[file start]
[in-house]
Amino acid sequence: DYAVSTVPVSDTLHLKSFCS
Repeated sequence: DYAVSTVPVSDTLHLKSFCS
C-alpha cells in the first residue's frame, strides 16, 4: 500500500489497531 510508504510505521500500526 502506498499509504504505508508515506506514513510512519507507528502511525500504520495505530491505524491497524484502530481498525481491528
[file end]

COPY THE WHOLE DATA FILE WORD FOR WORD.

[in-house]
Amino acid sequence: DYAVSTVPVSDTLHLKSFCS
Repeated sequence: DYAVSTVPVSDTLHLKSFCS
C-alpha cells in the first residue's frame, strides 16, 4: 500500500489497531 510508504510505521500500526 502506498499509504504505508508515506506514513510512519507507528502511525500504520495505530491505524491497524484502530481498525481491528